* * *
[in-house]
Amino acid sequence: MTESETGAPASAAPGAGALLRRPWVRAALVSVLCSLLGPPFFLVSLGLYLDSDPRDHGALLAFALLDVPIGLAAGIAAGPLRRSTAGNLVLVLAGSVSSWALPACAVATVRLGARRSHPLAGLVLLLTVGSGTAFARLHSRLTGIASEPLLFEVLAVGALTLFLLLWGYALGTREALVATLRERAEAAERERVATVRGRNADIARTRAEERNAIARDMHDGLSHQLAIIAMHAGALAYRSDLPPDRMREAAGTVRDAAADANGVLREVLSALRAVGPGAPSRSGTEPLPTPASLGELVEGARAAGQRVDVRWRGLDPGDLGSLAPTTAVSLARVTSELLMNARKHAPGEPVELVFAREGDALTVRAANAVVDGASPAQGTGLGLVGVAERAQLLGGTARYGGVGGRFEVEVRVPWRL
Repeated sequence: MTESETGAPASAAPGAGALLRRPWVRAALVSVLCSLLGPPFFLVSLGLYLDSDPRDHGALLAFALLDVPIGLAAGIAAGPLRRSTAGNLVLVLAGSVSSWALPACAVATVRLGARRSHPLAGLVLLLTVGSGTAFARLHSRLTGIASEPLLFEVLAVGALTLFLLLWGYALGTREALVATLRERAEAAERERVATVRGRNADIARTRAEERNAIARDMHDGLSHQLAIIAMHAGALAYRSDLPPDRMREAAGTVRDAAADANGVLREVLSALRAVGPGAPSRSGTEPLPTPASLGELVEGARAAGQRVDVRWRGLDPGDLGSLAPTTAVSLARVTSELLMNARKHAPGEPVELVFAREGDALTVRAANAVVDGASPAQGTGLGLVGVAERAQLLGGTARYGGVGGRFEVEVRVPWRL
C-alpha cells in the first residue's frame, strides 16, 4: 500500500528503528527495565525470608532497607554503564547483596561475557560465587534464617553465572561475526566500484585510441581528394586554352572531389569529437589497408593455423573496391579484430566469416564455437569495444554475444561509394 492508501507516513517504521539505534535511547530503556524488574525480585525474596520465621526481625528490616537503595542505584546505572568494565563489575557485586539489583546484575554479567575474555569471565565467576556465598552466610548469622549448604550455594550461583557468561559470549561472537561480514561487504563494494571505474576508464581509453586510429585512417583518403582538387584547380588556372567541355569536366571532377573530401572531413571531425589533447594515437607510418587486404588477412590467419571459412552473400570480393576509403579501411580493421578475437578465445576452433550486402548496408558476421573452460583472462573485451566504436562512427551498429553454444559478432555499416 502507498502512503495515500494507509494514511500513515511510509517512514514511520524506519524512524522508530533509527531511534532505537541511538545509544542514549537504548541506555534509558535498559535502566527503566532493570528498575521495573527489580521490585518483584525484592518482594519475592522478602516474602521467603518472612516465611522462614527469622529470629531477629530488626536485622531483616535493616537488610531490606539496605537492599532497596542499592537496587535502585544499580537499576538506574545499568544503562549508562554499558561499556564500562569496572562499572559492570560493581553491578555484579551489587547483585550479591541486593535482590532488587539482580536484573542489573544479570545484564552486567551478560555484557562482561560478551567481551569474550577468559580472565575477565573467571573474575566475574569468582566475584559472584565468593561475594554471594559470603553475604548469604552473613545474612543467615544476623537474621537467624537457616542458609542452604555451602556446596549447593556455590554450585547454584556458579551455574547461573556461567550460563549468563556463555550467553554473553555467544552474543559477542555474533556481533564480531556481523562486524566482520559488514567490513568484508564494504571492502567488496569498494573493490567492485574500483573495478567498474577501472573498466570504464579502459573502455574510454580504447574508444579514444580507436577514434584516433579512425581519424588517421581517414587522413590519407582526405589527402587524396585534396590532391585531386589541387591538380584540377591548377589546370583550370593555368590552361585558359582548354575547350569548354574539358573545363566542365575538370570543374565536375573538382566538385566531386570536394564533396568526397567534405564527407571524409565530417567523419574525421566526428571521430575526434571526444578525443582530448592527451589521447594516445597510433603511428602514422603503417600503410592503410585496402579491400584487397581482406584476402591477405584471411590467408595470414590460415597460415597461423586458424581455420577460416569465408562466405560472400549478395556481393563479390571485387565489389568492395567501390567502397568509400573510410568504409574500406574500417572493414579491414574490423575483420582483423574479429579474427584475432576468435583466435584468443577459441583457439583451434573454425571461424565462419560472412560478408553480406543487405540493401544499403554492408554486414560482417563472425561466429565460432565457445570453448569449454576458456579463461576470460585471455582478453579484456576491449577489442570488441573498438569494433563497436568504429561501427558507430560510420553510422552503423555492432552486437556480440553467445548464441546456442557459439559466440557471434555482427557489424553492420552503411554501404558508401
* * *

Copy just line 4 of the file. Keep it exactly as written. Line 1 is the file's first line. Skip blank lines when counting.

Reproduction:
C-alpha cells in the first residue's frame, strides 16, 4: 500500500528503528527495565525470608532497607554503564547483596561475557560465587534464617553465572561475526566500484585510441581528394586554352572531389569529437589497408593455423573496391579484430566469416564455437569495444554475444561509394 492508501507516513517504521539505534535511547530503556524488574525480585525474596520465621526481625528490616537503595542505584546505572568494565563489575557485586539489583546484575554479567575474555569471565565467576556465598552466610548469622549448604550455594550461583557468561559470549561472537561480514561487504563494494571505474576508464581509453586510429585512417583518403582538387584547380588556372567541355569536366571532377573530401572531413571531425589533447594515437607510418587486404588477412590467419571459412552473400570480393576509403579501411580493421578475437578465445576452433550486402548496408558476421573452460583472462573485451566504436562512427551498429553454444559478432555499416 502507498502512503495515500494507509494514511500513515511510509517512514514511520524506519524512524522508530533509527531511534532505537541511538545509544542514549537504548541506555534509558535498559535502566527503566532493570528498575521495573527489580521490585518483584525484592518482594519475592522478602516474602521467603518472612516465611522462614527469622529470629531477629530488626536485622531483616535493616537488610531490606539496605537492599532497596542499592537496587535502585544499580537499576538506574545499568544503562549508562554499558561499556564500562569496572562499572559492570560493581553491578555484579551489587547483585550479591541486593535482590532488587539482580536484573542489573544479570545484564552486567551478560555484557562482561560478551567481551569474550577468559580472565575477565573467571573474575566475574569468582566475584559472584565468593561475594554471594559470603553475604548469604552473613545474612543467615544476623537474621537467624537457616542458609542452604555451602556446596549447593556455590554450585547454584556458579551455574547461573556461567550460563549468563556463555550467553554473553555467544552474543559477542555474533556481533564480531556481523562486524566482520559488514567490513568484508564494504571492502567488496569498494573493490567492485574500483573495478567498474577501472573498466570504464579502459573502455574510454580504447574508444579514444580507436577514434584516433579512425581519424588517421581517414587522413590519407582526405589527402587524396585534396590532391585531386589541387591538380584540377591548377589546370583550370593555368590552361585558359582548354575547350569548354574539358573545363566542365575538370570543374565536375573538382566538385566531386570536394564533396568526397567534405564527407571524409565530417567523419574525421566526428571521430575526434571526444578525443582530448592527451589521447594516445597510433603511428602514422603503417600503410592503410585496402579491400584487397581482406584476402591477405584471411590467408595470414590460415597460415597461423586458424581455420577460416569465408562466405560472400549478395556481393563479390571485387565489389568492395567501390567502397568509400573510410568504409574500406574500417572493414579491414574490423575483420582483423574479429579474427584475432576468435583466435584468443577459441583457439583451434573454425571461424565462419560472412560478408553480406543487405540493401544499403554492408554486414560482417563472425561466429565460432565457445570453448569449454576458456579463461576470460585471455582478453579484456576491449577489442570488441573498438569494433563497436568504429561501427558507430560510420553510422552503423555492432552486437556480440553467445548464441546456442557459439559466440557471434555482427557489424553492420552503411554501404558508401